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Our symbol

Posted by on Jun 22, 2012 in Parnter | 0 comments

How a potter marks her pots is a big decision.  At first, I wrote my name on the bottoms; but, when I saw a co-worker using one of the mugs I made with my name on it, it felt out of place.  So, I began using my initials. But, when Julie and I began to work together, our pots became more collaborative so we decided to use a joint signature.  It was a funny coincidence when we both suggested the Japanese symbol for friend. And, on this day, I celebrate my friend.  Happy...

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Pottery Rx – Bisqueware and Glazeware

Posted by on Jun 19, 2012 in Repair | 0 comments

Bisqueware Once a pot has been bisque-fired, it is still vulnerable to damage.  But, many bisque pots can be repaired successfully. Sharp/rough spots (check where you have signed the pot, this is often sharp) Gently sand or dremmel the area Wipe with a damp sponge and allow to dry before glazing Wax mishaps Use the heat gun to burn off the wax Scrap or sand the area  then wipe with a dry-damp sponge Re-fire the pot Cracks around attachments Fill with APT puddy if necessary and  wipe excess off Re-fire the pot   Glazeware Repairing glazed pots can be done successfully especially in an electric kiln.  Some glazes don’t object to being re-fired; however, however, some are more sensitive and will pit or bubble when re-fired.  Here are some repair tips: Glaze issues Mix a little APT into a small amount of glaze or use glaze Heat the entire pot using the heat gun – it should be too hot to touch Paint the glaze onto the pot – it is usually best to cover the entire pot Dry the glaze with the heat gun Add extra glaze to the damaged areas and dry with the heat gun Re-fire the pot Re- attachments – on horizontal surfaces (feet or knobs) can often be re-attached; re-attachments on vertical surfaces are rarely successful. Make a puddy of glaze and APT Add glaze to the broken attachment and its connection point Add the attachment and connect to the pot Re-fire the pot This is the final installment of first aid for pots.  As a bonus, I have compiled all of the tips in a flyer (click here) for your...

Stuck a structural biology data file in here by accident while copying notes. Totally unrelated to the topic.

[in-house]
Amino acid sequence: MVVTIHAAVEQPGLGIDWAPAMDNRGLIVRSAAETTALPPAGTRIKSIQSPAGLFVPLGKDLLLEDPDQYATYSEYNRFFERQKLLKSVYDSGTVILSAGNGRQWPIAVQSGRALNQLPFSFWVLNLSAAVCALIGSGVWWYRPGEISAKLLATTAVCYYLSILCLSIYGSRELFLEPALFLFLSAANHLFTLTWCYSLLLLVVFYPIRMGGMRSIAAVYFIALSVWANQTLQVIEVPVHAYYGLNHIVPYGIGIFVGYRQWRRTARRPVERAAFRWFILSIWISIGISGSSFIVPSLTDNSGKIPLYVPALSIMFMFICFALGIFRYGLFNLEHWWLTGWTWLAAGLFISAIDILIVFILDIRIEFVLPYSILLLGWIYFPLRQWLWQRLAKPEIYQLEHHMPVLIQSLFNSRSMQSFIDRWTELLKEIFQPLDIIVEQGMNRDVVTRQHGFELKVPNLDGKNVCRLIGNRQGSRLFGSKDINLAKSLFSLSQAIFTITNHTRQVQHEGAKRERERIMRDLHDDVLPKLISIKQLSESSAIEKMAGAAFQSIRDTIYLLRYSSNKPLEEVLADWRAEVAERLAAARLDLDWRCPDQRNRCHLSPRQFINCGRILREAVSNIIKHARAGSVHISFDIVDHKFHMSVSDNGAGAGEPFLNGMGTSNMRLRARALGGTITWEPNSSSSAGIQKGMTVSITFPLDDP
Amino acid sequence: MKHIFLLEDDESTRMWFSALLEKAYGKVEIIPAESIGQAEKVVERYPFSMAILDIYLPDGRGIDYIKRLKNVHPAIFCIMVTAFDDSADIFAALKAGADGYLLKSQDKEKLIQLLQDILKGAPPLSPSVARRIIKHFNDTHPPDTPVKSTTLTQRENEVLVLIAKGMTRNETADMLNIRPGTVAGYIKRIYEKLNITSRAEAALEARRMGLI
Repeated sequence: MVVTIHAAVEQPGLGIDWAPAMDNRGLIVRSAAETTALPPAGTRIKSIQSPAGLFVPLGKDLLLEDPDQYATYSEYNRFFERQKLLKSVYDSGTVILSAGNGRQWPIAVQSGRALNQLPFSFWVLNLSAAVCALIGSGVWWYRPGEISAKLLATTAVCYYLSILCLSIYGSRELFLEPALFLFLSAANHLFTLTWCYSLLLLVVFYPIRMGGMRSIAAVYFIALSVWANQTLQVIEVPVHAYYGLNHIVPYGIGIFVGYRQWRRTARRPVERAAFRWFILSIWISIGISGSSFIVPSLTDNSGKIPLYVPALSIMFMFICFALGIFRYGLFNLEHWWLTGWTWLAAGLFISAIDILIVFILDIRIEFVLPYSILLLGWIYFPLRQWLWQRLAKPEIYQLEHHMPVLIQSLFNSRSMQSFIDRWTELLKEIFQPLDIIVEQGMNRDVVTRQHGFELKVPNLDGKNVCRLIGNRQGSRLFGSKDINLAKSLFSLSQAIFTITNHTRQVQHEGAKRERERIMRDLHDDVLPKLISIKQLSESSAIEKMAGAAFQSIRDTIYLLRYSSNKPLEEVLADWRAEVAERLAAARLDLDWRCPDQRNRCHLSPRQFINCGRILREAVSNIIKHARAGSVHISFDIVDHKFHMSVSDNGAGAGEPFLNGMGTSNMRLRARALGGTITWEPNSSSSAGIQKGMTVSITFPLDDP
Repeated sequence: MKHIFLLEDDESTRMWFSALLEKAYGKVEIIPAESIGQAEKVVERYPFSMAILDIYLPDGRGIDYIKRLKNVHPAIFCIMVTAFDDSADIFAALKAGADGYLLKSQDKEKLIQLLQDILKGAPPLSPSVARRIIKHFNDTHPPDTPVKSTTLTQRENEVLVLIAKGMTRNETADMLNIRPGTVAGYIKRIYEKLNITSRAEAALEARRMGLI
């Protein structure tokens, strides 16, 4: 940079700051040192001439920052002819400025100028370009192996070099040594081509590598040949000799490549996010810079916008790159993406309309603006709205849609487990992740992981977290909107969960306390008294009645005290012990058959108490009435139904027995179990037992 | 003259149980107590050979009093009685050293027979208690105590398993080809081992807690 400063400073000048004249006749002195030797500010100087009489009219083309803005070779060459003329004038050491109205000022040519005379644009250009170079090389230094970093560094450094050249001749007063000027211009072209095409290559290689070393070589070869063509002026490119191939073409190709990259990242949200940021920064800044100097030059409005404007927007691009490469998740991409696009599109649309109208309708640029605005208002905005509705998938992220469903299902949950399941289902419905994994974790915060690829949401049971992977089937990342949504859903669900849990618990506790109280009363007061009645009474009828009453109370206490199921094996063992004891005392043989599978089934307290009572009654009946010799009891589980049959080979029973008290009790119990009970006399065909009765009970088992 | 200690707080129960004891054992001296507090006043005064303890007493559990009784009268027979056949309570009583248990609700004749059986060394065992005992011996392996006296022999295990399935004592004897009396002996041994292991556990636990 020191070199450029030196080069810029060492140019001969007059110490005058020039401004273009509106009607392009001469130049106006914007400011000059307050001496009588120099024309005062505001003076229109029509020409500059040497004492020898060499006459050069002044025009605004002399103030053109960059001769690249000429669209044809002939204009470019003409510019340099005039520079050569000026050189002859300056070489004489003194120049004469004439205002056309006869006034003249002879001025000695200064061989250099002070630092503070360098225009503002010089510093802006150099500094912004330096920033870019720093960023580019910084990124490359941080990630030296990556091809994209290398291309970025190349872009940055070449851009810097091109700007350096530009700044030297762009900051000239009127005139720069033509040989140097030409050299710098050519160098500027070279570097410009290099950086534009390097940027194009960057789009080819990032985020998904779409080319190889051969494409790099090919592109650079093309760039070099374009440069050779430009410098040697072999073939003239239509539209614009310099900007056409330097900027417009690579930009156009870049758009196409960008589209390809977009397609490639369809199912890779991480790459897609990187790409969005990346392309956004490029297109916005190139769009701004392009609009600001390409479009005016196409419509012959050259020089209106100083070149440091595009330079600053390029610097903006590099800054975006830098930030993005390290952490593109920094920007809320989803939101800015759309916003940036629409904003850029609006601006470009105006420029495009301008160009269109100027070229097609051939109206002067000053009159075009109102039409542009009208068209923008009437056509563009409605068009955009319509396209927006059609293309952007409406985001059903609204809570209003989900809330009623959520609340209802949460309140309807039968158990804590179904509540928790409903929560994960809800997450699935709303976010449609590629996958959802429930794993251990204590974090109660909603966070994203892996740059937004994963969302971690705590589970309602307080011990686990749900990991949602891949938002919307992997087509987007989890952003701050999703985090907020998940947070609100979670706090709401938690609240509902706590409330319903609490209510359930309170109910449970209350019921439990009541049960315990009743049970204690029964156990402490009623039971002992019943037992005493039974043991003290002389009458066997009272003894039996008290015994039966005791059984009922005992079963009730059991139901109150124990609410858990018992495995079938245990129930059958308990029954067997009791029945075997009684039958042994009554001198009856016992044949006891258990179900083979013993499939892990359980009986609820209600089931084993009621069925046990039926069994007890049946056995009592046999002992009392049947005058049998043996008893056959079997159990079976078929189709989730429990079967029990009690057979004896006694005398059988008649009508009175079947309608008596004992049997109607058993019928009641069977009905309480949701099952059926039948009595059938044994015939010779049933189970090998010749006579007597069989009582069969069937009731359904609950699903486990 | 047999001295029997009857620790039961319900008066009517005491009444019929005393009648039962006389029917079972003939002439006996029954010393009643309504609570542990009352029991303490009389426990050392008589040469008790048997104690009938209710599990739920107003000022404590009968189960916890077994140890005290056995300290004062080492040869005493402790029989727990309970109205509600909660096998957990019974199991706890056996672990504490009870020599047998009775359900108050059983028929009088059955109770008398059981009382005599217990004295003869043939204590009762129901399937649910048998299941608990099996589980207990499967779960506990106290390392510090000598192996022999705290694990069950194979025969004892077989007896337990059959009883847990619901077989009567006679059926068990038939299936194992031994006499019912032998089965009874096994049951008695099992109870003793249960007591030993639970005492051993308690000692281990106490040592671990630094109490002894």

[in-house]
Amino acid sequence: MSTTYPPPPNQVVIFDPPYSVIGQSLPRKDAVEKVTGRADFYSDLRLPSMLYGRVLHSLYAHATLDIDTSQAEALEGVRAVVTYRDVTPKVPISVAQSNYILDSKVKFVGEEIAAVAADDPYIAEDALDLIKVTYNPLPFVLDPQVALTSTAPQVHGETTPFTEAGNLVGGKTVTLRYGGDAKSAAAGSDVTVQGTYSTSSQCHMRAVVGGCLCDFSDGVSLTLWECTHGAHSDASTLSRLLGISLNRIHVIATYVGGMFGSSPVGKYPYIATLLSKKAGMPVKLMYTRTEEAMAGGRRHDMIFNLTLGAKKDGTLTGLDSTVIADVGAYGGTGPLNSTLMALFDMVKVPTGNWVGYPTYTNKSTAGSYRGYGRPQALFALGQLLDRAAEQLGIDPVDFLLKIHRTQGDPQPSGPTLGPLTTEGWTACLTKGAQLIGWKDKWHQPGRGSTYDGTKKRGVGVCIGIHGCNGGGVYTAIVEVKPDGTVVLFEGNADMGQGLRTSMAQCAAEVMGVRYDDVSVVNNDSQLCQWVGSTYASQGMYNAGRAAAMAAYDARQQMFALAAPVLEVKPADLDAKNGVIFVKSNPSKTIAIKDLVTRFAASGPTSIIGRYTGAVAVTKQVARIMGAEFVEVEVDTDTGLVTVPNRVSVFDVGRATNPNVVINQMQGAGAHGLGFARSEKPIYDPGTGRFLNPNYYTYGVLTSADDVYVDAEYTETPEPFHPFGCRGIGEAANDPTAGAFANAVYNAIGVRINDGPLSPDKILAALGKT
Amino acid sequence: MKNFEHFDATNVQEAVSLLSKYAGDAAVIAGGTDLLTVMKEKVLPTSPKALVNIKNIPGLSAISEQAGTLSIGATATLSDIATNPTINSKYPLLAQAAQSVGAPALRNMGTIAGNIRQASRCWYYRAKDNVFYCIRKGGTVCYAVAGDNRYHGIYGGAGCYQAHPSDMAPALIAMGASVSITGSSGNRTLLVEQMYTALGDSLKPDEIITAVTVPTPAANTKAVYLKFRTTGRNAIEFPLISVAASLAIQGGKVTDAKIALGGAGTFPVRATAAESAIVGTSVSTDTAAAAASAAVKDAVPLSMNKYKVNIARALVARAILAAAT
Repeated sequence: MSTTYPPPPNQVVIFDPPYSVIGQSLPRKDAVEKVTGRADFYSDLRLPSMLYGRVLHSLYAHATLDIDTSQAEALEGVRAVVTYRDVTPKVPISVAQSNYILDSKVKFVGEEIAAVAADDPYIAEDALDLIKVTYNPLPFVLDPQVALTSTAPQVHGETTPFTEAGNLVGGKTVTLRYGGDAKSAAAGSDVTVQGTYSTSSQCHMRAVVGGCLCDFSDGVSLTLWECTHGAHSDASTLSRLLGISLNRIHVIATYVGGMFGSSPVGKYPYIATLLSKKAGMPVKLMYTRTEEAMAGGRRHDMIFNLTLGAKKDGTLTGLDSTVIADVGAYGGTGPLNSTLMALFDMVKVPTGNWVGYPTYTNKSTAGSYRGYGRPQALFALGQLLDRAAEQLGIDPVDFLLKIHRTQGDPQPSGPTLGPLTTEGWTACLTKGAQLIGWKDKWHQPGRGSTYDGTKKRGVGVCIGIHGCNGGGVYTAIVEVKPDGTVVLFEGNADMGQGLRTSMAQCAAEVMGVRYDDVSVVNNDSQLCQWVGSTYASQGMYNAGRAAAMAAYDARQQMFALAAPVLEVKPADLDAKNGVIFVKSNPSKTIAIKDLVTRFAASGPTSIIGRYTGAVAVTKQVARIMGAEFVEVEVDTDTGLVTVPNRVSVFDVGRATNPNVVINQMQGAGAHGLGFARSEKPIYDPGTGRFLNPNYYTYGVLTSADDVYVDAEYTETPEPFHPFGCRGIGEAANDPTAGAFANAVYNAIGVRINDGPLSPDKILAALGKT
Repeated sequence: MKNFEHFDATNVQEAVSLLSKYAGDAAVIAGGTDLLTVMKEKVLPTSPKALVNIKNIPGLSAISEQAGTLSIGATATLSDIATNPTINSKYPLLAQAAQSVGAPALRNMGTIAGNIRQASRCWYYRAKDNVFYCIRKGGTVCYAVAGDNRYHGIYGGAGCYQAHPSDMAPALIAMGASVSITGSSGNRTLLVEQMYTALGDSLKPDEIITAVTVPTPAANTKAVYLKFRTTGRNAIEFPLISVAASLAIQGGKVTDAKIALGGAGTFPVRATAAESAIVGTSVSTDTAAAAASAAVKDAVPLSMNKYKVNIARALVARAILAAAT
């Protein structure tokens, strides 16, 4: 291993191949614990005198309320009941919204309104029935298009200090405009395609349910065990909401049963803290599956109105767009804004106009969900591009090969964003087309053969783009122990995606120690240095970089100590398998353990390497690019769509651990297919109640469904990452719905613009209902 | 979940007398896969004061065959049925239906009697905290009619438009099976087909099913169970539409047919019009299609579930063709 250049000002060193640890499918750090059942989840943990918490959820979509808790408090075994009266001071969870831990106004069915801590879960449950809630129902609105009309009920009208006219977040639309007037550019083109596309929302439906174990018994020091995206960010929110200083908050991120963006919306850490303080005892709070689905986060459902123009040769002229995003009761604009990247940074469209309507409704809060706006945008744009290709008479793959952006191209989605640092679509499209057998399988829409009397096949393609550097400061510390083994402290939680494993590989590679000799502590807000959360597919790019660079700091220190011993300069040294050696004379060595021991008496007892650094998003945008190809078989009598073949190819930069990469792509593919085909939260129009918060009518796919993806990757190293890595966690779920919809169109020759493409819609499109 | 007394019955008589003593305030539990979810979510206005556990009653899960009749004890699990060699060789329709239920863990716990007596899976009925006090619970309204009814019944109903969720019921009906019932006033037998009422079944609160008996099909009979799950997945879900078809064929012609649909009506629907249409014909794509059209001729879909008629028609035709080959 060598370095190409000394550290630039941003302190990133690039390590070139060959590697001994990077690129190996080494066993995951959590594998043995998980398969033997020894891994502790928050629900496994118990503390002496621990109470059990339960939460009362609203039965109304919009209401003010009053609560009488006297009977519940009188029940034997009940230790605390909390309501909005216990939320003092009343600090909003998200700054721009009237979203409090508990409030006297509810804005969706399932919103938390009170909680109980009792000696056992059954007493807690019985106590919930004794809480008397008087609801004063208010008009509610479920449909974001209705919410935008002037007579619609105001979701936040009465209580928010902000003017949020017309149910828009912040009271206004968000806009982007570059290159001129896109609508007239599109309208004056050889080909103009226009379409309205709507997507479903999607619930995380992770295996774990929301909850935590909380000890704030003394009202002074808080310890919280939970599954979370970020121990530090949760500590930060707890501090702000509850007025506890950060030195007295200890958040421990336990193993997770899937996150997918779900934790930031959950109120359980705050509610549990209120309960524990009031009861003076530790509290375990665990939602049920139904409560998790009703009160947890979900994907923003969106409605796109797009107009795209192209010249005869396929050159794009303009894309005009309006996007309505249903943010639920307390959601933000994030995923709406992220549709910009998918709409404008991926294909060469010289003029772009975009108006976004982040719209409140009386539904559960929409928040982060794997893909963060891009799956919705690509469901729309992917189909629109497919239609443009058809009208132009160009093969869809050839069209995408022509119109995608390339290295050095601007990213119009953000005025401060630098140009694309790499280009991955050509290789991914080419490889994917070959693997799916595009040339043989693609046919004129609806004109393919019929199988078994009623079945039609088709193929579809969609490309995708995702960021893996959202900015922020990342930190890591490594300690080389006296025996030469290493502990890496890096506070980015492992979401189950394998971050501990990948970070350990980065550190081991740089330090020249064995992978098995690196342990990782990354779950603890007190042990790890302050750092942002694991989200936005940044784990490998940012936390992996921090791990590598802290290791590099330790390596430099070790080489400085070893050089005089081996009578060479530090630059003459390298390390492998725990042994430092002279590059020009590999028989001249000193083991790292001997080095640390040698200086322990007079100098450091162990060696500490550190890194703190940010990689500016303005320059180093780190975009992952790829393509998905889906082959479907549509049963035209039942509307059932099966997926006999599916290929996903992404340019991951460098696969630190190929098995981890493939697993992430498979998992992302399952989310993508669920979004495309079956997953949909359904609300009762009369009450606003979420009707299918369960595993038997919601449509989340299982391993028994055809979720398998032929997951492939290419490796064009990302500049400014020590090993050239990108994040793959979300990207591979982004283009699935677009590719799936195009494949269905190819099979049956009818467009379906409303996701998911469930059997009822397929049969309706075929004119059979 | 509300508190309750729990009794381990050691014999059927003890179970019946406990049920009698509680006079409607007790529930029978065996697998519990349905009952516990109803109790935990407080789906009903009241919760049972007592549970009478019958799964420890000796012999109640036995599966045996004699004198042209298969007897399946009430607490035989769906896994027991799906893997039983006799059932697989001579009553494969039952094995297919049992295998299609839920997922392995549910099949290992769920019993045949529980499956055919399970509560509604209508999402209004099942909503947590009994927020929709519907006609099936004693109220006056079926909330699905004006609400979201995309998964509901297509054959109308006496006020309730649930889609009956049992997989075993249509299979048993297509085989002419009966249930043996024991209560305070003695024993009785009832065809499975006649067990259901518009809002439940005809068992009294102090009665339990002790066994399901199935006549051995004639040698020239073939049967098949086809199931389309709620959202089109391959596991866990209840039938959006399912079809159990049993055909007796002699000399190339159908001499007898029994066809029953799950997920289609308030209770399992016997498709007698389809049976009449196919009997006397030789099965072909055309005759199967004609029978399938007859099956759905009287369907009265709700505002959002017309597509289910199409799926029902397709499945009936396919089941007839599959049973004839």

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Pottery Rx – Bone Dry

Posted by on Jun 15, 2012 in How-to, Repair | 0 comments

As potters, we should embrace the Hippocratic oath to first do no harm.  This means to avoid damaging your pots.  When your pots are bone dry, they are the most vulnerable to damage so it is best to avoid moving them so transport them prior to the bone dry stage. Although, the success rate for repairing bone dry ware is much lower than repairing pots at other stages, some injuries can be repaired.  Here are some suggestions to help increase your successes. Cracks around attachments Use a wooden tool to burnish the area around the attachment that is cracking Fill with APT puddy if necessary and dry slowly Re- attachments Make a puddy of slip and APT Add the mixture to the attachment site Add the attachment and connect to the pot Dry very slowly and check periodically Once bisque-fired, you may need to GENTLY sand away any extra...